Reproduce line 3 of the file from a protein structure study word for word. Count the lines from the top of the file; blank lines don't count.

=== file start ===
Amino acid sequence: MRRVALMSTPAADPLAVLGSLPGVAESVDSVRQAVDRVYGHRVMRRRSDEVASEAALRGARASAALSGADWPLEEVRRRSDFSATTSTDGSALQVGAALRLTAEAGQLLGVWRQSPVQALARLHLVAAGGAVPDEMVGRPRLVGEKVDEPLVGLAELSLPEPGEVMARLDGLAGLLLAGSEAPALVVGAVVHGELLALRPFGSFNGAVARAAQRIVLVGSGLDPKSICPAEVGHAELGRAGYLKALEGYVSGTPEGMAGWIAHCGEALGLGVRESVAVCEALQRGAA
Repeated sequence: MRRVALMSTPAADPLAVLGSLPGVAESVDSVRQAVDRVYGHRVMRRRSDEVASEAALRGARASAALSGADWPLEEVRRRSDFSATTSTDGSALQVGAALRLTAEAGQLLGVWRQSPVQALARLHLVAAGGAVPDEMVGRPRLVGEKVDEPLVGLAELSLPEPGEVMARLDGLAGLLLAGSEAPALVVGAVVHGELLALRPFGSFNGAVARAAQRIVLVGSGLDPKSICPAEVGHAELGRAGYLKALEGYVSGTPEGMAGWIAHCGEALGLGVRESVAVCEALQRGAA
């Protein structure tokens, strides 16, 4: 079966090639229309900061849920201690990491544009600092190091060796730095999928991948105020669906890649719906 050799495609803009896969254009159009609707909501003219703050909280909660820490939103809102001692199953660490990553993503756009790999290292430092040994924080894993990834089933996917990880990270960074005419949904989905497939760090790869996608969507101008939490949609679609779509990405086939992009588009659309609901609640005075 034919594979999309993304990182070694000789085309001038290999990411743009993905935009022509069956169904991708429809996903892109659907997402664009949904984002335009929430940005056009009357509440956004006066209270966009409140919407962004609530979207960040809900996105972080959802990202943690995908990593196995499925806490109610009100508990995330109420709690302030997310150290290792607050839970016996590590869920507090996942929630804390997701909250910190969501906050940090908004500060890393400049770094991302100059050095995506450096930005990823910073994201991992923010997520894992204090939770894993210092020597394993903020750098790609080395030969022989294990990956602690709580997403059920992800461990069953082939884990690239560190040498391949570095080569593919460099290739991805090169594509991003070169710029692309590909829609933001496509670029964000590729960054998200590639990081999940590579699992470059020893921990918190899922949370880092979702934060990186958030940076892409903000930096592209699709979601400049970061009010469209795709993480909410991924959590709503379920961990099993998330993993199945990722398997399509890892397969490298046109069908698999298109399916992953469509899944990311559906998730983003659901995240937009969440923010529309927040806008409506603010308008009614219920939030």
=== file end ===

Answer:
């Protein structure tokens, strides 16, 4: 079966090639229309900061849920201690990491544009600092190091060796730095999928991948105020669906890649719906 050799495609803009896969254009159009609707909501003219703050909280909660820490939103809102001692199953660490990553993503756009790999290292430092040994924080894993990834089933996917990880990270960074005419949904989905497939760090790869996608969507101008939490949609679609779509990405086939992009588009659309609901609640005075 034919594979999309993304990182070694000789085309001038290999990411743009993905935009022509069956169904991708429809996903892109659907997402664009949904984002335009929430940005056009009357509440956004006066209270966009409140919407962004609530979207960040809900996105972080959802990202943690995908990593196995499925806490109610009100508990995330109420709690302030997310150290290792607050839970016996590590869920507090996942929630804390997701909250910190969501906050940090908004500060890393400049770094991302100059050095995506450096930005990823910073994201991992923010997520894992204090939770894993210092020597394993903020750098790609080395030969022989294990990956602690709580997403059920992800461990069953082939884990690239560190040498391949570095080569593919460099290739991805090169594509991003070169710029692309590909829609933001496509670029964000590729960054998200590639990081999940590579699992470059020893921990918190899922949370880092979702934060990186958030940076892409903000930096592209699709979601400049970061009010469209795709993480909410991924959590709503379920961990099993998330993993199945990722398997399509890892397969490298046109069908698999298109399916992953469509899944990311559906998730983003659901995240937009969440923010529309927040806008409506603010308008009614219920939030």